When Nazi Germany was defeated in May 1945, Ludwig Topf committed suicide by swallowing a cyanide capsule after he was informed of his pending arrest by US military officers. In a suicide note, he defiantly declared his innocence, writing: "… if the people want blood, I'll do it myself. I was always forthright — the opposite of a Nazi — everyone knows it."    

His brother Ernst Wolfgang fled to the Western occupation zone, where he rebuilt the company, and investigations into his wartime activities were eventually closed. It wasn't until the publication of the book "Macht ohne Moral" (Power without Morals), written by concentration camp survivor Reimund Schnabel, that the West German public was reminded of the company's earlier activities. After that, Topf was no longer extended credit and the company soon went bankrupt.

Engineer Kurt Prüfer, meanwhile, died in a Soviet prison camp in 1952.

Topf & Sons' Nazi past was all but forgotten in East Germany after it was nationalized and its name changed to VEB Erfurt Malting and Storage Company, eventually going bankrupt in 1994. It was not until the fall of the Berlin Wall and an attempt by a Topf heir to gain restitution that the public became aware of the company's dark past.

Read more: Heiress downplays factory's forced labor use during Holocaust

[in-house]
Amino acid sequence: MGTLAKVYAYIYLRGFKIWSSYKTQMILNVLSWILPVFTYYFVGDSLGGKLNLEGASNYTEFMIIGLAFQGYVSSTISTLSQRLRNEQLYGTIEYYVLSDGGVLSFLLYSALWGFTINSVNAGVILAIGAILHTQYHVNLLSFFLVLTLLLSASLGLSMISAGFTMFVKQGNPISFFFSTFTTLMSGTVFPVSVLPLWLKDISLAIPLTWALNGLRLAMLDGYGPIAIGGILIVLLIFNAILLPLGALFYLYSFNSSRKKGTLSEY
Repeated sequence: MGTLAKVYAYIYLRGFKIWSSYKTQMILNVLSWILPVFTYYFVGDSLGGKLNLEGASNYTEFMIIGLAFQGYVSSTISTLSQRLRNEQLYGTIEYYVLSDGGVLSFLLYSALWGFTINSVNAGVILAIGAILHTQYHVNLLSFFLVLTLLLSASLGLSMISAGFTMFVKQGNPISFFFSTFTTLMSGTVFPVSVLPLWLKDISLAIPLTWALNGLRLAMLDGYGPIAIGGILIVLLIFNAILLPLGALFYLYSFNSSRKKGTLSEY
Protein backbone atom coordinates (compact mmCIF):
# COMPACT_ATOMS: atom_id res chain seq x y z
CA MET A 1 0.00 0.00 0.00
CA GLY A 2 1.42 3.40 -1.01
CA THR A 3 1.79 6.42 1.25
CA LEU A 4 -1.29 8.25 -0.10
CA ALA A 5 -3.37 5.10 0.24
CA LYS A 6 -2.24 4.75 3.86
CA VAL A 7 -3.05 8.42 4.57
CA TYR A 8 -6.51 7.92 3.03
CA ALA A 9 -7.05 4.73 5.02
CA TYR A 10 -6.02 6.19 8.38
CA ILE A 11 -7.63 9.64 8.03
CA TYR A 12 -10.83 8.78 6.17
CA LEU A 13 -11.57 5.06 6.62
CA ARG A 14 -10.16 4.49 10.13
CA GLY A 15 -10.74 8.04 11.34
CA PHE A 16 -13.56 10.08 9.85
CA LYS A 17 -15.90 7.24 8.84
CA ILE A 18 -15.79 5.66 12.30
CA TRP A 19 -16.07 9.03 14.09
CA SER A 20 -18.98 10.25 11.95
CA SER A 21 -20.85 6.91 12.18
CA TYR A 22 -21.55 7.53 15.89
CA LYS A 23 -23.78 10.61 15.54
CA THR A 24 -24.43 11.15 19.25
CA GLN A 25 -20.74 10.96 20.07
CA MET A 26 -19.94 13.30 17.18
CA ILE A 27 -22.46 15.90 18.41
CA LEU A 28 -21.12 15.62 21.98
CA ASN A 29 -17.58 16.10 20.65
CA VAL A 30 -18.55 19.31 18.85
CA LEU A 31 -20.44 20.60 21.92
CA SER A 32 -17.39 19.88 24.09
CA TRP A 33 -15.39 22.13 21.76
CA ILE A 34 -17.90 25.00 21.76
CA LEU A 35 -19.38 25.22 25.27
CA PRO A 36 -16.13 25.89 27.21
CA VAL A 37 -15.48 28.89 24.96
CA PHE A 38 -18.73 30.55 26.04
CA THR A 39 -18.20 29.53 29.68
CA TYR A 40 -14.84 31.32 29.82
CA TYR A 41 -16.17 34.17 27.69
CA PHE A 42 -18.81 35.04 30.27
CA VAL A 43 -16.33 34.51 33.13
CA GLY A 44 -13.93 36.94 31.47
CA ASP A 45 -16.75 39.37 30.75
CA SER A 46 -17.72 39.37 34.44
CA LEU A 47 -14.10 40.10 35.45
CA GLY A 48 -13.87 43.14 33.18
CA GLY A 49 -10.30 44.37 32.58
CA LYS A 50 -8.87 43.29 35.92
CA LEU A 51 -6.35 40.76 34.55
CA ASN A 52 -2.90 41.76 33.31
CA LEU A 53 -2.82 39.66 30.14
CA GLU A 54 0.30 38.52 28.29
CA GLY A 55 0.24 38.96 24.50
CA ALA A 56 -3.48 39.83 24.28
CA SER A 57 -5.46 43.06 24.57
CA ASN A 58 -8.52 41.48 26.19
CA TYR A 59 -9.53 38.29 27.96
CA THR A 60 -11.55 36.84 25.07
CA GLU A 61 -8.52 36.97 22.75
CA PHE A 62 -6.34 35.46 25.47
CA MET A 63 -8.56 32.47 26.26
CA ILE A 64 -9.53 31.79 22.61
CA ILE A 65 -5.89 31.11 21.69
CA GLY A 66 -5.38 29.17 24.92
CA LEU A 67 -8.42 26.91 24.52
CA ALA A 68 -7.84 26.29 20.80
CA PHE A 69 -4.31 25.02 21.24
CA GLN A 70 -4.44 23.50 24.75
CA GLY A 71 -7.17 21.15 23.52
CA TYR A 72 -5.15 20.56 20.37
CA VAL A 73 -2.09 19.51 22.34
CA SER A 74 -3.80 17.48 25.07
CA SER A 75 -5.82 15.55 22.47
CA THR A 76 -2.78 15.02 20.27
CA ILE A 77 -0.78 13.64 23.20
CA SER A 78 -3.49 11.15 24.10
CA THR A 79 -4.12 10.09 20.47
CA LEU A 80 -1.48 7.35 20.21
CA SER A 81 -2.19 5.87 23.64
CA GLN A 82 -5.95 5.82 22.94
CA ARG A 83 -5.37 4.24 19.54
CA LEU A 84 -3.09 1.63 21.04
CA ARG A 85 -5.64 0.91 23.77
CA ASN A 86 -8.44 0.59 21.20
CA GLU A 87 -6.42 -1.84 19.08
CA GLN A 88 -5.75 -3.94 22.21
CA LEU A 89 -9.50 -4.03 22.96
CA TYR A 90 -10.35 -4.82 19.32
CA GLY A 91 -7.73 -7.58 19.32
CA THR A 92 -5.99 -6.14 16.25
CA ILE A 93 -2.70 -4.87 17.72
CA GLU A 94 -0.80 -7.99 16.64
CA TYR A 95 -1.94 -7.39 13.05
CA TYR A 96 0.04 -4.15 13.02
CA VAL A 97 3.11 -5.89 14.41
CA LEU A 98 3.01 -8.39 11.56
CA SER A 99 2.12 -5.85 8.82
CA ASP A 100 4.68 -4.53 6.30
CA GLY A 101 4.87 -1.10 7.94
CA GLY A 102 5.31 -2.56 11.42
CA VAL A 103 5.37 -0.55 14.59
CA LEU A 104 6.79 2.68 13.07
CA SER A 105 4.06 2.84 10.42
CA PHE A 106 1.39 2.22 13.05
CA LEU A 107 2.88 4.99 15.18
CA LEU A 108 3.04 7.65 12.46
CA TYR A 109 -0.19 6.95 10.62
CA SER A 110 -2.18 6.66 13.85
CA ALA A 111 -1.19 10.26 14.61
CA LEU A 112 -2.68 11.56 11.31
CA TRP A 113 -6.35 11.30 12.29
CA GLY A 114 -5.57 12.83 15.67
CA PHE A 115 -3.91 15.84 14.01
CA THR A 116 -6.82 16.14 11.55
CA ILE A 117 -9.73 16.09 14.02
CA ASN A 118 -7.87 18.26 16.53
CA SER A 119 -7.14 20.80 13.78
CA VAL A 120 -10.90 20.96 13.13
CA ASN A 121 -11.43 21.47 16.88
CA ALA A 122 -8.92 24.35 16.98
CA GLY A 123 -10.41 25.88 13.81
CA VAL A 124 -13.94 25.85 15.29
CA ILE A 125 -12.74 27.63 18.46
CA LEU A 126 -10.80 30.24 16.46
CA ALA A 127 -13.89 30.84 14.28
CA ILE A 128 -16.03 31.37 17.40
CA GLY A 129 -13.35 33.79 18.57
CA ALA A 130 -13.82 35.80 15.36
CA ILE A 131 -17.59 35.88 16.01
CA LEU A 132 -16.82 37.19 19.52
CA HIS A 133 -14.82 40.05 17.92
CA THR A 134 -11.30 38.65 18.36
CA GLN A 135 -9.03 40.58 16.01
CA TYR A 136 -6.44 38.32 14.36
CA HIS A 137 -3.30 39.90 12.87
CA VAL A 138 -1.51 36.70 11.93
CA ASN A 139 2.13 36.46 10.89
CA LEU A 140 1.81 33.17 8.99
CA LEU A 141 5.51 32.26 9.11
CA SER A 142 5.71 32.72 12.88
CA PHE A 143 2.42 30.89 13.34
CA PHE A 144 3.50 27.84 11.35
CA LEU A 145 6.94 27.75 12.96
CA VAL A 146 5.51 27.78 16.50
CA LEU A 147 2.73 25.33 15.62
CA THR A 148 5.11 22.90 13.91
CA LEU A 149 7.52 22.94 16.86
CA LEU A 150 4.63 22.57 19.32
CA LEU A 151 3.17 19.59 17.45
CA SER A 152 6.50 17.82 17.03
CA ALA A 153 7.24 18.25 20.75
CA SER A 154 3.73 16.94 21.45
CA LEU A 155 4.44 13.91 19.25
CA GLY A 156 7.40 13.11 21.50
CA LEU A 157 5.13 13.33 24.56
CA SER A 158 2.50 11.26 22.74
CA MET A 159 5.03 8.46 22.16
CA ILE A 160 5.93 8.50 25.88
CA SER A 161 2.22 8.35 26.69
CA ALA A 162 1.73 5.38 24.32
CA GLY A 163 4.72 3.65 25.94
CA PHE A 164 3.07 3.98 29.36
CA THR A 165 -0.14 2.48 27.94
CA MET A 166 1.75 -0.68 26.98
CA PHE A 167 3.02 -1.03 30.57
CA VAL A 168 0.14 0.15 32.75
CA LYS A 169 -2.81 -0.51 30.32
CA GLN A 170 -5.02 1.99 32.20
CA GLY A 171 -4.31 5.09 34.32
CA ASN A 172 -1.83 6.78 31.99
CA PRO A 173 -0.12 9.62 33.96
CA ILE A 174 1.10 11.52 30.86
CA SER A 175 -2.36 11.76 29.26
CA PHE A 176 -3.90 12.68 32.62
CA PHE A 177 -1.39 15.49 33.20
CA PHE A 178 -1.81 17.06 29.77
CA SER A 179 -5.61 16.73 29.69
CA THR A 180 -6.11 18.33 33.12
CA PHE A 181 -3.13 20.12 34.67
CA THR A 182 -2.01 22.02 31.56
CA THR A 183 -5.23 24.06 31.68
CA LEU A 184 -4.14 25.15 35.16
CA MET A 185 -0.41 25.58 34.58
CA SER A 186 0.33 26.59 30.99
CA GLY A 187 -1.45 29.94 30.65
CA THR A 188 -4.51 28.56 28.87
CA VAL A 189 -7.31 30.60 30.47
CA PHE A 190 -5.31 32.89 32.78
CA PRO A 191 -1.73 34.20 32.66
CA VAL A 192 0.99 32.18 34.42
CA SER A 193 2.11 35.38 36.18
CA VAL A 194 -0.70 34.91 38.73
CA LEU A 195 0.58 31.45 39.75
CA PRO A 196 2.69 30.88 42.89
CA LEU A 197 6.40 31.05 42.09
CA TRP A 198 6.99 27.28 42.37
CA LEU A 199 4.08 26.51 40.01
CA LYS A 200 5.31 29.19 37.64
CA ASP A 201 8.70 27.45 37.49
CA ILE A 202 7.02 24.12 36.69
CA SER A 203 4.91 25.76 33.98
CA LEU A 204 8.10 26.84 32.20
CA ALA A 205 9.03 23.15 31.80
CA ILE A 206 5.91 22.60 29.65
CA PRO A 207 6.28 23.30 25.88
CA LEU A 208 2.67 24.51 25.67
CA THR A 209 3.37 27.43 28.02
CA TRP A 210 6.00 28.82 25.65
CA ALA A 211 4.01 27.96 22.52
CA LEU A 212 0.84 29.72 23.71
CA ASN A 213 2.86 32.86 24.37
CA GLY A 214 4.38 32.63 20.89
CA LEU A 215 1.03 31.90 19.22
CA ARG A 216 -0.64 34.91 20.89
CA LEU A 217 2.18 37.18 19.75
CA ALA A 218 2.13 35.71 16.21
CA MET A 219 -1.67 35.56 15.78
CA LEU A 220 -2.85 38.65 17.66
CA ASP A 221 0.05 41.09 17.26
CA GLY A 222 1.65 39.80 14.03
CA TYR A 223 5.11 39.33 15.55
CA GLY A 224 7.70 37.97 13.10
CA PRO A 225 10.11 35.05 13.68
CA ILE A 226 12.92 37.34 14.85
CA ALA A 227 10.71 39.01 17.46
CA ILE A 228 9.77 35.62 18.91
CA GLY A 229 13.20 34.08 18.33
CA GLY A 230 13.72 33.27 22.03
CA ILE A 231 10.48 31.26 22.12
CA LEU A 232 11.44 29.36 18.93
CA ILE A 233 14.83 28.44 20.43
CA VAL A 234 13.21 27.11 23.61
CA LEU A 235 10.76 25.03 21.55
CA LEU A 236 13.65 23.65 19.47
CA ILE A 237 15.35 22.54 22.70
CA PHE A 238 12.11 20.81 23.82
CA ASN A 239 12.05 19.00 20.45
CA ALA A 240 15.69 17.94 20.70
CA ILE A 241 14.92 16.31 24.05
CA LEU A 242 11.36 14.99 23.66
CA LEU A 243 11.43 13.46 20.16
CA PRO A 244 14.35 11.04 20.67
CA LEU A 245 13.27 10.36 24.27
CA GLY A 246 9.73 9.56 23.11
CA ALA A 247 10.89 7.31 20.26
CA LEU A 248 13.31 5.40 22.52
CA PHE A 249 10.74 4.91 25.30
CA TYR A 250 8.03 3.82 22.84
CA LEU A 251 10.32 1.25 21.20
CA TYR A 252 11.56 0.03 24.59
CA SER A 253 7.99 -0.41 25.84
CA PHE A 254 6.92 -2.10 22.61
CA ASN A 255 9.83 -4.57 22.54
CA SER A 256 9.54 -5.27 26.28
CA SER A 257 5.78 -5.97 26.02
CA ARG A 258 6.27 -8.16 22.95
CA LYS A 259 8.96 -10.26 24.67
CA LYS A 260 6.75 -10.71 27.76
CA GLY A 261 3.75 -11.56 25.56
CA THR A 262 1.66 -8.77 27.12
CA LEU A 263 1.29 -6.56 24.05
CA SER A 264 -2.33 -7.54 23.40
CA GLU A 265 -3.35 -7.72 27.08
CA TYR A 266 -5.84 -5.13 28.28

Fighting to keep memory of Topf & Sons' history alive

That was when Hartmut Topf, a great-grandson of company founder J.A. Topf, got involved. The journalist decided to make it his life's work to research the company's history and preserve it for coming generations. "After the Wall fell, I saw a newspaper article about a West German woman seeking restitution from the city of Erfurt," says the 85-year-old.

Hartmut Topf pctured withw three books
Hartmut Topf has kept the memory of the company's history aliveImage: DW/J. Lepiarz

"That set off alarm bells for me. I thought – wait a minute – if there is any money at all, it should be given to civic education programs or to victim compensation funds," he says.

Initially, politicians in Erfurt were less than enthusiastic about his plan to open a memorial site on the grounds of the former factory. But in the end, Topf and his associates won out, and a place of remembrance was opened on the site of the company's former administrative offices in 2011. There, a permanent exhibition illustrates the company's history.

Topf also faced prejudice when in Poland. Two years ago, when he mentioned his name at the Memorial and Museum Auschwitz-Birkenau, the elderly greeter at the entrance became irritated. "Your name does not have a very good reputation here," said the man. To which Topf replied, "I know, that's why I am here."

From the "Guilt without atonement" series, a project of DW's Polish department, the Interia portal and the Wirtualna Polska media group.

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A gray-haired man (Jacek Lepiarz) stands in front of bookcases full of books
Jacek Lepiarz Journalist for DW's Polish Service who specializes in German-Polish subjects